Gift Days

Young Nassali longs to read and write like her brother, but since her mother’s death, Nassali is responsible for looking after her younger siblings and running the household. There is no time for books and learning. Then one day, she wakes up to discover that her chores have been taken care of. It is her first gift day. From that day on, once a week, her brother gives Nassali the gift of time so that she can pursue her dream of an education, just as her mother would have wanted.

You Can’t See The Elephants

When thirteen-year-old Mascha is sent to her grandparents’ for the summer, she spends her days bored and lonely at a nearby playground. There she meets Julia and Max, two young siblings who are incredibly shy and withdrawn. Mascha soon begins to suspect that they are being physically abused by their father, a prominent member of their small community. She tells her grandparents and the authorities, but they all refuse to believe her.

Olly And Me

A visit to the library, making pancakes with Dad, slooshing with water in the yard — in this collection of poems and anecdotes, a young girl named Katie tells of her family and friends and the everyday moments that make up her world. Most especially, there is Olly, her little brother, who does many things with Katie and, to her chagrin, even tries to join in when she’s doing ballet.

Rosie And Tortoise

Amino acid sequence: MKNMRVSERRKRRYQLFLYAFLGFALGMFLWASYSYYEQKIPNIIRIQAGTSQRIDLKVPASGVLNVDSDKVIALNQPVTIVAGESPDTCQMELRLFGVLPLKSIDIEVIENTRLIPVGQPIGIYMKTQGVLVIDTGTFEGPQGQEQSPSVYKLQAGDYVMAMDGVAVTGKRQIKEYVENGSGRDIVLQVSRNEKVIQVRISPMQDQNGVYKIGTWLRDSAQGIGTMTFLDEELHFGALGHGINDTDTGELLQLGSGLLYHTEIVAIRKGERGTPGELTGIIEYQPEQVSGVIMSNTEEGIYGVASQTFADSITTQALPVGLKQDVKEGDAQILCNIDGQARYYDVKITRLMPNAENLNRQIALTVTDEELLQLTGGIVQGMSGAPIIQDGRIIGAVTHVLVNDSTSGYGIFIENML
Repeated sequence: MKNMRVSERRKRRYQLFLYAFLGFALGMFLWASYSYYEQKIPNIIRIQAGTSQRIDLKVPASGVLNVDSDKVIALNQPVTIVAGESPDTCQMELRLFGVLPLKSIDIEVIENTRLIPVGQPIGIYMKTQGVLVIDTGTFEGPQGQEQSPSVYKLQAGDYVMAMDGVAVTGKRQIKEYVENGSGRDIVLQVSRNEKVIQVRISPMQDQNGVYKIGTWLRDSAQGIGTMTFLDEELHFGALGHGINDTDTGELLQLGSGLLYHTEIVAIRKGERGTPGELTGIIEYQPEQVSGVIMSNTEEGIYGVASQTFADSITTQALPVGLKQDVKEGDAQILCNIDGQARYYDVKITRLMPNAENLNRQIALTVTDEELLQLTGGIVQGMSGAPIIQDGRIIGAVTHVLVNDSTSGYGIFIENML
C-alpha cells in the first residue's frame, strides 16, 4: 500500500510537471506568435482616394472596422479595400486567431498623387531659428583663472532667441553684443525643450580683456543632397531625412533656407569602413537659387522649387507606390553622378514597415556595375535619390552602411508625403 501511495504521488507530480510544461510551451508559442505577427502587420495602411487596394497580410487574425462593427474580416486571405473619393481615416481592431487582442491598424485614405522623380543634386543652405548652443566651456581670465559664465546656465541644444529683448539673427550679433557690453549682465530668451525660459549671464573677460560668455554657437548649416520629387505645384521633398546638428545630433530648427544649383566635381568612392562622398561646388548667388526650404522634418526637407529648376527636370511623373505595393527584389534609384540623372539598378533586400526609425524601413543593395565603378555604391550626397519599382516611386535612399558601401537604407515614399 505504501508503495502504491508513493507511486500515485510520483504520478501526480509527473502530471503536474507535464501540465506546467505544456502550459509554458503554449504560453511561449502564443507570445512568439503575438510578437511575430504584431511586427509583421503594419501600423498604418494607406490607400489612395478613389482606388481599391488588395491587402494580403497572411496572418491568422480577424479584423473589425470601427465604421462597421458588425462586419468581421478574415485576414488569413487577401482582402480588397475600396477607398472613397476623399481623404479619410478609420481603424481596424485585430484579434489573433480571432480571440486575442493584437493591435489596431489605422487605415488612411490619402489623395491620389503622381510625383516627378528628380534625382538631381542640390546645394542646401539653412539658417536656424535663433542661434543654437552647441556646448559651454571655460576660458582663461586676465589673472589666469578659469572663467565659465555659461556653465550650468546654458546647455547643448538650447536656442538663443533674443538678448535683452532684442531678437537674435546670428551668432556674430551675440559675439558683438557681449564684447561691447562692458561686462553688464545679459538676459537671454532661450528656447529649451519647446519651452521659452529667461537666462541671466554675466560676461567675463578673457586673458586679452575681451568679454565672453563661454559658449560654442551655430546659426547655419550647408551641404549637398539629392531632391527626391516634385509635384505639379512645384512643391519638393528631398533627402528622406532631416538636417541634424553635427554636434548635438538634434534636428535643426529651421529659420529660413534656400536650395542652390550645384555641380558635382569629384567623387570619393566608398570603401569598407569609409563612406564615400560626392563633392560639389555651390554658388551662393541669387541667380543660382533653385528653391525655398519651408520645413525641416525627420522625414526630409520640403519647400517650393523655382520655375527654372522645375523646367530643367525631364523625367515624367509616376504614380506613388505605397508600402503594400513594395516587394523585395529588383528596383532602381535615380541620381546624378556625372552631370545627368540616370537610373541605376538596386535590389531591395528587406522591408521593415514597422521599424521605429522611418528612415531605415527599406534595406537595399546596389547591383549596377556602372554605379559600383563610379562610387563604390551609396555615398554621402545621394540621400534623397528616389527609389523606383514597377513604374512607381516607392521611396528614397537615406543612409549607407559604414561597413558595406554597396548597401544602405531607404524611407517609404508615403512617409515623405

Rosie can’t wait for her baby brother to be born. But when he does arrive, Bobby is the smallest, weakest little hare ever, and Rosie feels scared. She doesn’t want to have anything to do with him until the day Dad tells her a special story that helps her understand that Bobby is “slow and steady.” That night, she holds her baby brother for the first time and feels his heart beating against hers.

Escaping The Tiger

When you’re so skinny people call you Skeleton Boy, how do you find strength for the fight of your life? Twelve-year-old Vonlai knows that soldiers who guard the Mekong River shoot at anything that moves, but in oppressive Communist Laos, there’s nothing left for him, his spirited sister, Dalah, and his desperate parents. Their only hope is a refugee camp in Thailand—on the other side of the river. When they reach the camp, their struggles are far from over. Na Pho is a forgotten place where life consists of squalid huts, stifling heat, and rationed food. Still, Vonlai tries to carry on as if everything is normal. He pays attention in school, a dusty barrack overcrowded with kids too hungry to learn. And, to forget his empty stomach, he plays soccer in a field full of rocks.

No Small Thing

Full of heart and humor, this coming-of-age tale is no small thing — the tale of a boy’s search for love and identity in the face of longing, abandonment, and uncertainty.When twelve-year-old Nathaniel and his two sisters discover an ad in the paper for a free pony, they can hardly believe their luck. But what will their mother say? Mom’s been having a hard time ever since Dad walked out on them four years ago. But caring for a pony might keep Nat and his older sister, Cid, from bickering, and it would mean so much to eight-year-old Queenie. It takes some serious persuasion — and a promise to use Nat’s paper route money for the pony’s keep — but Mom finally relents.And so begins a year of self-discovery, as Nat struggles to deal with his father’s absence; look out for his younger sister, who is “different”; and recover from having his heart broken by a rich, pretty girl from school. Life is not always easy, but Nat knows that Smokey, his very own pony, will be waiting for him at the end of each day. Or will he?